Similar changes occurred everywhere European traders went, as John F. Richards notes in his study of the commodification of animals. For instance, “although the Creeks adapted quickly and successfully to the new incentives of the deerskin trade, they…faced a basic contradiction. Economic and political forces made it imperative that they deliver a maximal number of deer skins every year. They became market hunters linked into the world market who used muskets to avidly pursue as many deer and bear as possible.”

It is important not to romanticize the life of indigenous peoples before European arrival, lest we slip into old tropes of “noble savages” living in perfect harmony with nature. As Richards notes, evidence exists that in pre-contact times, Native Americans faced with an abundance of prey would kill more animals than they needed, to ensure they got the choicest food.

But this hardly compares with the scale of the slaughter of animals driven by European demand for fur and skins. As Richards puts it: “Once Indians were touched by the stimulus of market demand, any restraints they had previously maintained eroded rapidly. Pursuit of the material rewards offered by the fur traders forced Indians to hunt preferred species steadily, despite declining numbers…. What they became were commercial hunters caught up in the all-consuming market.”

The transformation in attitudes toward nature that followed European arrival in the Americas mirrors that which accompanied the rise of capitalism in Europe. Keith Thomas has pointed out that in Tudor and Stuart times, “the long established view was that the world had been created for man’s sake and that other species were meant to be subordinate to his wishes and needs.”

The separation of the people from the soil, one of the “original sources of wealth,” was a protracted and brutal one. Rural producers were turned into wage labourers. Many were pushed off the land into the growing towns and cities; others were forced to emigrate, often to the frontiers of capitalism in the New World. The remainder lost their traditional rural role, becoming wage labourers, as Marx recognized:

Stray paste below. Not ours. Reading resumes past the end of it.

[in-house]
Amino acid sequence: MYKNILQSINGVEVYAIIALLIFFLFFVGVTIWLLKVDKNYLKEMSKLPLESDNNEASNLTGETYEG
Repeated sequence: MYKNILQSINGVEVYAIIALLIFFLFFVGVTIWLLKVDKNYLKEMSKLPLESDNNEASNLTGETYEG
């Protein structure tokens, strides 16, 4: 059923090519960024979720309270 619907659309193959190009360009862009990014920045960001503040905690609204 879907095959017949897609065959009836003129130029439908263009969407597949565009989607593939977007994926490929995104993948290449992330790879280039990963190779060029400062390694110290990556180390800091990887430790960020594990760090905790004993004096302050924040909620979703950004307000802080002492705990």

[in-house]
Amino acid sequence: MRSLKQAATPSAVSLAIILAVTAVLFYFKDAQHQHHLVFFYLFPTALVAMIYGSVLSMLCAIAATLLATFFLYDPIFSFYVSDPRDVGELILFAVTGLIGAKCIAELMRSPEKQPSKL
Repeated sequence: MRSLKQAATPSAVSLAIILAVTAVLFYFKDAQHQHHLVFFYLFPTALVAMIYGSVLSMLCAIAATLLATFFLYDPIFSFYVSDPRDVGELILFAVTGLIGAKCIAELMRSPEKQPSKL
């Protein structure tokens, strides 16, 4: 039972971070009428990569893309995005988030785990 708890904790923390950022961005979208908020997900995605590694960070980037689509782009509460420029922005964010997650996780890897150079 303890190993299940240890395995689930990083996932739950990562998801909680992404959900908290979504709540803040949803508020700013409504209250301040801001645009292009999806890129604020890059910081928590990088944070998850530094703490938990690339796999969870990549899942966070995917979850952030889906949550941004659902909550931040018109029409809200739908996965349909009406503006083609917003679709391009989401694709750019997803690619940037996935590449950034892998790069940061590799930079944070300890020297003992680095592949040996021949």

The immediate producer, the worker, could dispose of his own person only after he had ceased to be bound to the soil and ceased to be the slave or serf of another person…the historical movement which changes the producers into wage-labourers appears on the one hand as their emancipation from serfdom…. But on the other, these newly freed men became sellers of themselves only after they have been robbed of all their own means of production, and all the guarantees of existence afforded by the old feudal arrangements.

This new primacy of private property had to be enforced, and in England, Parliament enacted hundreds of new laws to encourage further enclosure and limit shared use of land. Such legislation was needed, as E. P. Thompson noted, because “property was not, in 1700, trenched around on every side by capital statutes.” Thompson referred specifically to the notorious 1723 Black Act, which criminalized unauthorized “hunting, wounding or stealing of red or fallow deer [in a forest, common lands, or Royal Park], and the poaching of hares, conies or fish.” The law imposed capital punishment on those found guilty of poaching.

As the great agricultural trade unionist Joseph Arch noted, the act and other anti-poaching laws went beyond protecting private property to alter the ways that people used the country’s natural resources:

We labourers do not believe hares and rabbits belong to any individual, not anymore than thrushes or blackbirds do…. To see hares and rabbits running across his path is a very great temptation to many a man who has a family to feed…so he may kill a hare or a rabbit when it passes his way, because his wages are inadequate to meet the demands on them, or from dire necessity, or just because he likes jugged hare as well as anybody else.

The Black Act was part of “making the world safe for English merchants and landlords to increase in wealth and so to contribute to the new power of the English state.”

As in the Americas—though with far less bloodshed—such changes transformed social attitudes toward nature. Henry Best was an English yeoman farmer who saw his land triple in value through a process of enclosure in the mid-1600s. The author of several works on improved agricultural methods, Best had developed his own system for selling animals at optimal prices. All of this made him “intolerant” of the remaining communal traditions among his fellow villagers, and he refused to contribute to the shared hay stock for winter because “our hay would have been spent in feeding other men’s animals.” Best worked vigorously to ensure that other farmers’ animals did not stray onto his land, even keeping watch in the middle of the night. Deliberately isolating himself from his neighbours, Best represented an early case of the classic capitalist small landholder, driven by the desire to maximize his own profits at the expense of the wider community.

The parcelling up of the land in effect created private property where there was none before, and new restrictions on the use of nature by rural populations formed a foundational part of the new capitalist order, managed and protected by the state. As historian George Yerby writes, “the land was being pinned down, set at a conceptual distance, captured on the page and assessed in theory, rather than simply worked as a continuous, unbroken physical exercise.”

Light Shining in Buckinghamshire, an anonymous pamphlet circulated by the Diggers in 1648, complained bitterly of the rapid spread of enclosure: